It was the spring of 1989 when my husband, David, was told by his surgeon to “go fishing.” Having been diagnosed with bowel cancer in 1986 and having spent three years with ongoing sur¬gery and various treatments, we now had to prepare for the next phase of our time together.
We had a property in the mid-north of South Australia, where we cropped and ran sheep and cattle. Our daugh¬ters, Sally, Mary-Jane, and Sarah, helped on the property during the holidays and exeats, or time off, from boarding school. David’s surgeon referred us to Joy Nugent, private palliative care services, to assist us in the best way to move forward with comfort and confidence. We were quite taken aback with Joy’s words, “Aren’t you lucky to have cancer?” As time elapsed, it became clear what she meant.
We had time to plan what we needed to do to prepare for the amount of precious time we had together as a family. It was not possible for David to receive the care he needed and tend to our beloved property. We leased a town house and Joy and her team arrived to assist us through this time. Recovery from cancer was not an option for David, but removing fear and fostering realistic hope were options. Throughout this time David organized the sale of our property and farm equipment.
David’s decision not to seek further active treatment was taken after a rather uncomfortable night when urinary func¬tion ceased. The peaceful atmosphere of a bedroom over¬looking Aldinga Beach helped David and me to switch from the fight to beat cancer to dying well. David’s peacefulness and courage came from the support of his family and friends.
David’s room was seldom empty; there always seemed to be happy, teasing, satisfying reminiscences from all the facets of his life. The home environment made this possible. A minister visited and thought he was at the wrong house, as he could hear laughter coming from within. David, myself, and the girls received communion together.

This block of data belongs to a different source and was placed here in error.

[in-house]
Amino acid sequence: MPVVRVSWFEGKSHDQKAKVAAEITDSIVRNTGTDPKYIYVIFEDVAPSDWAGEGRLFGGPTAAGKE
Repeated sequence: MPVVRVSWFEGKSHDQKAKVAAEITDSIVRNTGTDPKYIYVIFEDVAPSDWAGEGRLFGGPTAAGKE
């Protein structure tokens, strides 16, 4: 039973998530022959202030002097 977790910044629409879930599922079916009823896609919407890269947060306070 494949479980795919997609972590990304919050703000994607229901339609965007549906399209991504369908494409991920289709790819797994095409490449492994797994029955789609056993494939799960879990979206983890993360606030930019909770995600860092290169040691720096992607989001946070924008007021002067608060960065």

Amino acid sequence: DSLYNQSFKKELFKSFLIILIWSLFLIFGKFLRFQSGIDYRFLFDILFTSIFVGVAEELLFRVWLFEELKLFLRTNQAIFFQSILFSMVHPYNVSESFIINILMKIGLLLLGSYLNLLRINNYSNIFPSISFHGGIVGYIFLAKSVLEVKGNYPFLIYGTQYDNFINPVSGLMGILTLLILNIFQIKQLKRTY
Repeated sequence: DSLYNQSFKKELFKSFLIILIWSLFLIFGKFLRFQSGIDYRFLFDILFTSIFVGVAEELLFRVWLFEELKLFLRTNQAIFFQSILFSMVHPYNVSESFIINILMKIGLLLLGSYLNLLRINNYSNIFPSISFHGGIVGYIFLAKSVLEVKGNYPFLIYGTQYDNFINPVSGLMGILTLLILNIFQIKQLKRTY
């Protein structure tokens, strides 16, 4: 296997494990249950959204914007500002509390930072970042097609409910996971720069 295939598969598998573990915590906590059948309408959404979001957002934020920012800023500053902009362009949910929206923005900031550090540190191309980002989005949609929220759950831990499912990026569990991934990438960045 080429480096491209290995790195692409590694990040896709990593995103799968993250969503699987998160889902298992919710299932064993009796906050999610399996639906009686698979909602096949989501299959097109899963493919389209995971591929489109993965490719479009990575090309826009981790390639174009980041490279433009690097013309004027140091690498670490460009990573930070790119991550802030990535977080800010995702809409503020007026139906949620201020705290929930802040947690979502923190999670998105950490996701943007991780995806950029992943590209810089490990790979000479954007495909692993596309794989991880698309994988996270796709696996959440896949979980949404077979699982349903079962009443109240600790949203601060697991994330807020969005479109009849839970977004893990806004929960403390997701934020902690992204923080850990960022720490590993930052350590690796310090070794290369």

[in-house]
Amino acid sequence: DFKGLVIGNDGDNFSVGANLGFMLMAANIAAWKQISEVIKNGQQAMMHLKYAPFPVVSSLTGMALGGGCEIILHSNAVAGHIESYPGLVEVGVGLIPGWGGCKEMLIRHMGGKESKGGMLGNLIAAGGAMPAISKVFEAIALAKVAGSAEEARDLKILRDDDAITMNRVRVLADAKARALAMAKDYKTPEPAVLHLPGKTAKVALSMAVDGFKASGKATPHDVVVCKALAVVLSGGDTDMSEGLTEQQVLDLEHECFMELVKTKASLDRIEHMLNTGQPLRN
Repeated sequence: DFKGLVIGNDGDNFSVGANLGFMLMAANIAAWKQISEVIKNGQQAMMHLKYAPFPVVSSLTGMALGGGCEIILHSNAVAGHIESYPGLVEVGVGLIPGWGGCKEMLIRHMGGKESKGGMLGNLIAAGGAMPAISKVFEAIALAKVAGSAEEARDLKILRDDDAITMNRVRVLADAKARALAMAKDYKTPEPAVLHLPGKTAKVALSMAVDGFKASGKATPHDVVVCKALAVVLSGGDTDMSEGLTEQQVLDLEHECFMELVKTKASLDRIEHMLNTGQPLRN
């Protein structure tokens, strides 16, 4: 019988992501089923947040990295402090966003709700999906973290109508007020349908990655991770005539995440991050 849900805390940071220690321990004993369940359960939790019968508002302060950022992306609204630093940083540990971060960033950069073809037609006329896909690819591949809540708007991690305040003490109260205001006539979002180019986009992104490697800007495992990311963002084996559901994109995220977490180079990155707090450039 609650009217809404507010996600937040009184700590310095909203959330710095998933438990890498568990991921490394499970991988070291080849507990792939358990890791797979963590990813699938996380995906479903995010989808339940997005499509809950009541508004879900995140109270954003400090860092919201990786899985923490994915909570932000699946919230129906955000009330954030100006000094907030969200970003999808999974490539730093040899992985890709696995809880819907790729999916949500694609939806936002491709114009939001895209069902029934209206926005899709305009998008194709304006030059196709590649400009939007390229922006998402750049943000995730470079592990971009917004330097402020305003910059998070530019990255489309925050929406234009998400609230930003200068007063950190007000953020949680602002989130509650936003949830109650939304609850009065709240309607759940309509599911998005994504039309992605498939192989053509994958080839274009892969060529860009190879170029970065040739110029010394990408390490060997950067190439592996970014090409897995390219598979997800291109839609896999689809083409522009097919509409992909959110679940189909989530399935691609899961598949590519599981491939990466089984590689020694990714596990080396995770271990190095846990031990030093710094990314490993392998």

We were always encouraged to participate in the nurs¬ing care. I will always remember one of my brothers trying to hold his nose as well as the basin of water while Joy changed the drainage bag that collected the strong smell¬ing discharge from David’s abdominal fistula.
The time from deciding to refuse further interventions to death was a week. David’s palliative care doctor visited our leased Adelaide home. In that week David had eighty visi¬tors.
David’s death seemed timely. He indicated that he was comfortable and did not wish to hasten his death. He ap¬peared to be waiting for his last visitor, who was a young
farm hand he had helped. In his last moments, I whispered in his ear that it was time to go to join his mother for the Sunday roast (she died fifteen years before David). His final words to me were, “Keep on smiling!”
All the family was present when David quietly stopped breathing. Everyone who could fit in the room joined hands and said the Lord’s Prayer before David was prepared for the funeral director. Sarah, his youngest daughter, took off her friendship bracelet of many years to tie around David’s wrist. David, aged forty-nine, died in character and by his example took away the fear of dying for all those who were privileged to be with him during his last week.
Joy’s care did not stop with David’s death. She was there to help us plan the funeral and to choose readings for each of his daughters to read at his funeral service. At the funeral, a close friend who was to sing “The Rose” arrived in shorts, which was so symbolic of David’s preferred dress. “Joy to the world” is what Joy has become to our family and a strong bond remains until this day.
About the Author
Joy Nugent completed her four-year hospital-based training at the Royal Brisbane and Princess Alexandra Hospitals before nursing in Canada at St Joseph’s Hospital in Toronto. She completed part one of midwifery training at the Simpson Memorial Hospital in Edinburgh, Scotland, before private nursing in London. For thirty years she was a wife and mother to four children as well as working in her husband’s orthodontic practice. Her midlife crisis came at age forty-eight when she completed a refresher course at the Royal Adelaide Hospital and returned to nursing—her “unfinished business.”